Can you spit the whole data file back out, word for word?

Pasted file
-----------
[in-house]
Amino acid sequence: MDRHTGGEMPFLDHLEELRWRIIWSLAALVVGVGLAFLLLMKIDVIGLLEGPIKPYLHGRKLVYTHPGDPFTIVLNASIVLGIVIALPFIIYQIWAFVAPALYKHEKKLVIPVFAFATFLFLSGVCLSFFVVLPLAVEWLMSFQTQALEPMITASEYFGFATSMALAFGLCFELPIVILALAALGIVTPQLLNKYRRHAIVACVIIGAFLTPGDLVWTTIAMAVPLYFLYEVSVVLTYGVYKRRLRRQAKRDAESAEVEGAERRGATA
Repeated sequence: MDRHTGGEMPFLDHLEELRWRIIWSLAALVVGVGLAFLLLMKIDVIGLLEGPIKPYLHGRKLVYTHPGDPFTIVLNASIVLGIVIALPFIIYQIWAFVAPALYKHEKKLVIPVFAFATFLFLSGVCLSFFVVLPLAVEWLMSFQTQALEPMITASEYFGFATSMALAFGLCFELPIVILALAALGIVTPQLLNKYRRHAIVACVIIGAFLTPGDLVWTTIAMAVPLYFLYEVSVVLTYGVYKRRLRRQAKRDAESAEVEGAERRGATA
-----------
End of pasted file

[in-house]
Amino acid sequence: MDRHTGGEMPFLDHLEELRWRIIWSLAALVVGVGLAFLLLMKIDVIGLLEGPIKPYLHGRKLVYTHPGDPFTIVLNASIVLGIVIALPFIIYQIWAFVAPALYKHEKKLVIPVFAFATFLFLSGVCLSFFVVLPLAVEWLMSFQTQALEPMITASEYFGFATSMALAFGLCFELPIVILALAALGIVTPQLLNKYRRHAIVACVIIGAFLTPGDLVWTTIAMAVPLYFLYEVSVVLTYGVYKRRLRRQAKRDAESAEVEGAERRGATA
Repeated sequence: MDRHTGGEMPFLDHLEELRWRIIWSLAALVVGVGLAFLLLMKIDVIGLLEGPIKPYLHGRKLVYTHPGDPFTIVLNASIVLGIVIALPFIIYQIWAFVAPALYKHEKKLVIPVFAFATFLFLSGVCLSFFVVLPLAVEWLMSFQTQALEPMITASEYFGFATSMALAFGLCFELPIVILALAALGIVTPQLLNKYRRHAIVACVIIGAFLTPGDLVWTTIAMAVPLYFLYEVSVVLTYGVYKRRLRRQAKRDAESAEVEGAERRGATA